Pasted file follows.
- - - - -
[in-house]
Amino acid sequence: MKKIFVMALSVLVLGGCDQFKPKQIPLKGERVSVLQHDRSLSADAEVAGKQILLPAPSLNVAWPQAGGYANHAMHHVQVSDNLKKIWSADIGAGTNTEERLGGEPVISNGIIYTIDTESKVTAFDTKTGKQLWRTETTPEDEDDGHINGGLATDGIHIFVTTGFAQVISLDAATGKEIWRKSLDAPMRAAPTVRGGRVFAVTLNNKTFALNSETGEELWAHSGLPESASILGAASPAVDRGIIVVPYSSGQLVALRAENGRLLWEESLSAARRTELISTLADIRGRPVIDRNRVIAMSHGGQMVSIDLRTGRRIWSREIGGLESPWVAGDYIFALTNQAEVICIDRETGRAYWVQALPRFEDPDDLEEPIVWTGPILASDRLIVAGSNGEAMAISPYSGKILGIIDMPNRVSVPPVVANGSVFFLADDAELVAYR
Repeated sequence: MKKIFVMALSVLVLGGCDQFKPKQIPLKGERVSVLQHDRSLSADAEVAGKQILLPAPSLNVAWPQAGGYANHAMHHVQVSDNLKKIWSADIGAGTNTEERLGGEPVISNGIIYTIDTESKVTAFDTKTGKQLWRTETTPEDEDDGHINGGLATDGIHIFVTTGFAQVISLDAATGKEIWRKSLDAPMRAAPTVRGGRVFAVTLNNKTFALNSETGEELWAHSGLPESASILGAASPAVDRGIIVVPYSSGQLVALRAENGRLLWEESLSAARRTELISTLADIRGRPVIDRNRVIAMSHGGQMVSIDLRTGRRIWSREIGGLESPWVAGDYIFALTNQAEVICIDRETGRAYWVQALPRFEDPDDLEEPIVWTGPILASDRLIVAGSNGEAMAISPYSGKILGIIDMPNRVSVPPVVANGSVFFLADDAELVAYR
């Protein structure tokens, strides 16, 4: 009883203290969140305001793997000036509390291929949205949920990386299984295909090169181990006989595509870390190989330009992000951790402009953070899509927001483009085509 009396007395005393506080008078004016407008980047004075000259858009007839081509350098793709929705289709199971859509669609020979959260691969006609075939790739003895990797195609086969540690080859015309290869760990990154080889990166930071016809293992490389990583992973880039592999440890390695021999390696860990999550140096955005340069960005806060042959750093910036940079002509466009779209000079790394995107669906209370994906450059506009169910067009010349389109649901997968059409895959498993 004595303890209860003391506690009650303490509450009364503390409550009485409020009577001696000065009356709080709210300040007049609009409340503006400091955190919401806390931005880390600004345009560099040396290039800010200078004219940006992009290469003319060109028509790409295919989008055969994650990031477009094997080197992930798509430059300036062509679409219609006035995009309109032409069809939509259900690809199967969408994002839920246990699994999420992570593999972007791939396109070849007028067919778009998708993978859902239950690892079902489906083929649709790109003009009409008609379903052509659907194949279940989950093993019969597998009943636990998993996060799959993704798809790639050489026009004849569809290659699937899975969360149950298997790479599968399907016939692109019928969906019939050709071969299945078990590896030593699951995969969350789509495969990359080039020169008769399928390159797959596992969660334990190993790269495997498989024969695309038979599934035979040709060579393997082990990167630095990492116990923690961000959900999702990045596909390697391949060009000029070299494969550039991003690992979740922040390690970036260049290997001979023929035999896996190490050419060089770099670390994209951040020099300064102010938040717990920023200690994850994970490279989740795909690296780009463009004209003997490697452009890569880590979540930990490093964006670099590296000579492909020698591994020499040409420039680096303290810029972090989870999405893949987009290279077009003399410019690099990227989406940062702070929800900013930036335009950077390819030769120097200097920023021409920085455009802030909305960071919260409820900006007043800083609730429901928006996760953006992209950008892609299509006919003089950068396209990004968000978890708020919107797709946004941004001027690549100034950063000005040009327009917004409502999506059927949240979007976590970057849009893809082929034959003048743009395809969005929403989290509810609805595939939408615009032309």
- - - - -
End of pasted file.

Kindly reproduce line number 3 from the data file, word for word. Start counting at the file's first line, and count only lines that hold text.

Repeated sequence: MKKIFVMALSVLVLGGCDQFKPKQIPLKGERVSVLQHDRSLSADAEVAGKQILLPAPSLNVAWPQAGGYANHAMHHVQVSDNLKKIWSADIGAGTNTEERLGGEPVISNGIIYTIDTESKVTAFDTKTGKQLWRTETTPEDEDDGHINGGLATDGIHIFVTTGFAQVISLDAATGKEIWRKSLDAPMRAAPTVRGGRVFAVTLNNKTFALNSETGEELWAHSGLPESASILGAASPAVDRGIIVVPYSSGQLVALRAENGRLLWEESLSAARRTELISTLADIRGRPVIDRNRVIAMSHGGQMVSIDLRTGRRIWSREIGGLESPWVAGDYIFALTNQAEVICIDRETGRAYWVQALPRFEDPDDLEEPIVWTGPILASDRLIVAGSNGEAMAISPYSGKILGIIDMPNRVSVPPVVANGSVFFLADDAELVAYR